When we think of New Years day, it is unlikely that we as Christians have any moral qualms about partaking in the festivities. What could be so wrong with ringing in the New Year with corn bread and black eyed peas, fireworks and family? Well, in order to understand where the lines of idol worship blur, we must first start at the beginning.
In ancient Roman religion and myth, Janus is the god of beginnings and transitions, hence also of gateways, doorways, passages, portals, and the elements of change, movement, and time. He is usually depicted as having two bearded faces, thus referred to as Janus Geminus, but often times he has a bearded face looking to the past and a clean shaven face of youth looking to the future. Sometimes he is even depicted as having four faces looking to all four points of the earth. The Romans named the month of January in his honor.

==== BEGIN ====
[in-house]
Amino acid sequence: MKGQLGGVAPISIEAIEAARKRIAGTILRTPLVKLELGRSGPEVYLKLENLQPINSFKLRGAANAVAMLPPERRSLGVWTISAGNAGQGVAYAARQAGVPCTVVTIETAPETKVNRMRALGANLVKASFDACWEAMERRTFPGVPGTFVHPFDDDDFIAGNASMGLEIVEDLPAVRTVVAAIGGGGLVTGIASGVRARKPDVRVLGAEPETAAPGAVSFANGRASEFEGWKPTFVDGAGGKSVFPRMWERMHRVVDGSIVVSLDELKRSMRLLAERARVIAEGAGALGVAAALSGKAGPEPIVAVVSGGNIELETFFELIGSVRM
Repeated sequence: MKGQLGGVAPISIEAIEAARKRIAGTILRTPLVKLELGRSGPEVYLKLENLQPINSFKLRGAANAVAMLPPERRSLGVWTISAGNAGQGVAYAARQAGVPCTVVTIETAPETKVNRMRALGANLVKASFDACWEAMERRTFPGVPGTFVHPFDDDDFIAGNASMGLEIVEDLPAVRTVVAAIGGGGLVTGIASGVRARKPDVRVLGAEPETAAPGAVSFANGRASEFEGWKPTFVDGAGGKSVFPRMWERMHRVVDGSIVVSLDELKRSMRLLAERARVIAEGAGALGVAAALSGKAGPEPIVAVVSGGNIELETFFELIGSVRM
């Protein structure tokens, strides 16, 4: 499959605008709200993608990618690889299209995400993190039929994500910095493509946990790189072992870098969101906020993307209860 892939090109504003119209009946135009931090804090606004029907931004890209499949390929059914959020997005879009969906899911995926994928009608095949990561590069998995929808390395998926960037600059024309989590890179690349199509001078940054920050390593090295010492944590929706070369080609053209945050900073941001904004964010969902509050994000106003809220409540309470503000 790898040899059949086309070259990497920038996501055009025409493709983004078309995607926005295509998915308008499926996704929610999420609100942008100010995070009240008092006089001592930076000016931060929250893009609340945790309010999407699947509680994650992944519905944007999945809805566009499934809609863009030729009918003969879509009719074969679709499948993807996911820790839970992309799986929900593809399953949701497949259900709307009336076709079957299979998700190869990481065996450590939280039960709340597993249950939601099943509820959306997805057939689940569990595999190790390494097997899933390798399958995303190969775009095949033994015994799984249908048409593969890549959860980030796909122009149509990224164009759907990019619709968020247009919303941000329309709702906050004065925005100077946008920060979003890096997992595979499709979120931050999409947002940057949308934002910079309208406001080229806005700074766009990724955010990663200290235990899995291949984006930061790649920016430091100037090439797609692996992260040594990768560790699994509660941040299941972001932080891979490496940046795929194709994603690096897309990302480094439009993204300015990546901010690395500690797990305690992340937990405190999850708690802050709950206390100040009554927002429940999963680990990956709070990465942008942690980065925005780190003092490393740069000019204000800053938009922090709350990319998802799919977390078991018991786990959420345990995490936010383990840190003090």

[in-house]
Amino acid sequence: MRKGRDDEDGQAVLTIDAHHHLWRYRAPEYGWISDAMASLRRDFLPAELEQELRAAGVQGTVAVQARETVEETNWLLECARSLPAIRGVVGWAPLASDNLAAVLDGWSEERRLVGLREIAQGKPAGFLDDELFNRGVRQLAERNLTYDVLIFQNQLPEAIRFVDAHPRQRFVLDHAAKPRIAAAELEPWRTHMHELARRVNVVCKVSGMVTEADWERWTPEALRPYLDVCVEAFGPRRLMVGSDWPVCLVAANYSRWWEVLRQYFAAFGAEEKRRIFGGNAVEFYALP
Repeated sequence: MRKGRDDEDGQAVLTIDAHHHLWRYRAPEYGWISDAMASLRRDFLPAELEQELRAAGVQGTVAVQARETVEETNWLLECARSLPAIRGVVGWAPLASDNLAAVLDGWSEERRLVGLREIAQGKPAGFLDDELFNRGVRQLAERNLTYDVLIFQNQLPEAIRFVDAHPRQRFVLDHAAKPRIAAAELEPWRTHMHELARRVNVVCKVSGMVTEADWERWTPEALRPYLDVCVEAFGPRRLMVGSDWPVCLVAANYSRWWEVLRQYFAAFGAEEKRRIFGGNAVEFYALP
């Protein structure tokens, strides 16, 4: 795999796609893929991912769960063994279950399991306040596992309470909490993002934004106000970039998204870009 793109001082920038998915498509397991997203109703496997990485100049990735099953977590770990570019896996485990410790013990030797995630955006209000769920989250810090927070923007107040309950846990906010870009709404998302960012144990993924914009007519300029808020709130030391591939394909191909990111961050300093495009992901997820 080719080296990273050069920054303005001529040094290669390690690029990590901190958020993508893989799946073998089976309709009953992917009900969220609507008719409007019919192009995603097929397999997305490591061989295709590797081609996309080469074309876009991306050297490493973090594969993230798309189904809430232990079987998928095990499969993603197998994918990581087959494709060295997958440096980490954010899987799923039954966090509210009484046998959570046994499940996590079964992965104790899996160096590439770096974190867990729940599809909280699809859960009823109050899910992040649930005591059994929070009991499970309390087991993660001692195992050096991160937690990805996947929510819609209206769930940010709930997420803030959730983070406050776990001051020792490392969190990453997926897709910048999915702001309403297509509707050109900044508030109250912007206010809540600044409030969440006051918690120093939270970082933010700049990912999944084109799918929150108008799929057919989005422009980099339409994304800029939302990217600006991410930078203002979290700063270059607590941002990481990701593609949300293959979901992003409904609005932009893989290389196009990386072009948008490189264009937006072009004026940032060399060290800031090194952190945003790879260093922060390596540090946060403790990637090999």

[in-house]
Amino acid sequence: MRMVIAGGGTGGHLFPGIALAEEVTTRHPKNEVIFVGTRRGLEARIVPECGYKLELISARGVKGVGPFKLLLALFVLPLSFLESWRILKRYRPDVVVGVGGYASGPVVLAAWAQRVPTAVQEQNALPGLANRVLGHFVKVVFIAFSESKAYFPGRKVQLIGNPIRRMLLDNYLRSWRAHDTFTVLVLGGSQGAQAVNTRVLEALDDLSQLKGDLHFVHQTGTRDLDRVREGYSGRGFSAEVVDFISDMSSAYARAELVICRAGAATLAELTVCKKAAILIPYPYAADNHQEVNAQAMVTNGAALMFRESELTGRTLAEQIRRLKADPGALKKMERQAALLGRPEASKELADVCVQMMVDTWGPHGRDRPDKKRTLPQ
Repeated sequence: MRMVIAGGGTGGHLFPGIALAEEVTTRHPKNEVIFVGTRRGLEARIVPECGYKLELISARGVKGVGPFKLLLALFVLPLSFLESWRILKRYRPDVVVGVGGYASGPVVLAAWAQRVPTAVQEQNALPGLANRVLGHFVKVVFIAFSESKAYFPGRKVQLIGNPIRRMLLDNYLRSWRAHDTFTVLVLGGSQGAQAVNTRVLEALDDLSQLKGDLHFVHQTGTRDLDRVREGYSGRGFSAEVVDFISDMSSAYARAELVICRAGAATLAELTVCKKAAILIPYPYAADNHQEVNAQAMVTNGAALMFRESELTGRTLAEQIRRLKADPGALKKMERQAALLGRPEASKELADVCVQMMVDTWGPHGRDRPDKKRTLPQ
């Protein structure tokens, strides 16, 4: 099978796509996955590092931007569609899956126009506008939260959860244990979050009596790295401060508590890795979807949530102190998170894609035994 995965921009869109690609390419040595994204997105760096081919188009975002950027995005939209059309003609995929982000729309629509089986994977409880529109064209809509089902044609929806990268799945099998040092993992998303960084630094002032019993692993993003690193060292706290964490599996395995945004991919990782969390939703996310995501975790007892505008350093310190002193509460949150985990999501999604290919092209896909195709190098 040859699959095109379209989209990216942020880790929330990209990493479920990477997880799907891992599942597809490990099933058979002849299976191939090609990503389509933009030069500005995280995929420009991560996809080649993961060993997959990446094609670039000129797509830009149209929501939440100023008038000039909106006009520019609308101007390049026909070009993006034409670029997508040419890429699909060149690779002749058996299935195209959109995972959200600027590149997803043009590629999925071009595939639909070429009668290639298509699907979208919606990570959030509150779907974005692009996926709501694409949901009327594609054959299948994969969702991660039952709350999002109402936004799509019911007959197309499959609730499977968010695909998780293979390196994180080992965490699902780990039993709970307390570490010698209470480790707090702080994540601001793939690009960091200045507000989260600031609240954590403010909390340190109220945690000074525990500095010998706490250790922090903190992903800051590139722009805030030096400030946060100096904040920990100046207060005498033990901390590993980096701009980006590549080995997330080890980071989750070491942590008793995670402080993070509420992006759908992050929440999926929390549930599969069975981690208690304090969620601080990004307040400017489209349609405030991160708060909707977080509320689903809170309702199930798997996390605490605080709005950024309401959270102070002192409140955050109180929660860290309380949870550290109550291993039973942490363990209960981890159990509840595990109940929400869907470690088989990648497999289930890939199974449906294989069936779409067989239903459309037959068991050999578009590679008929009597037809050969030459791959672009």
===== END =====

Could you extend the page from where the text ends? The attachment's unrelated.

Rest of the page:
It was essential to honor Janus at the beginning of every endeavor. From calender dates to crop planting, military action, marriages, and for each new dawn. He was the first god to be invoked before all others to help aid in rituals, rites, and prayers. He was the god of guarding transitions from youth to adulthood, from barbarity to civilization, from country to city. Janus was highly honored on New Year’s day, but also at the beginning of each month. Our modern concept of the old man of the past year, and the baby of the coming year, likely came from Janus’ two faces. As you celebrate this new year, I hope this will give you new insight to what……excuse me….whom…..you are celebrating and giving honor.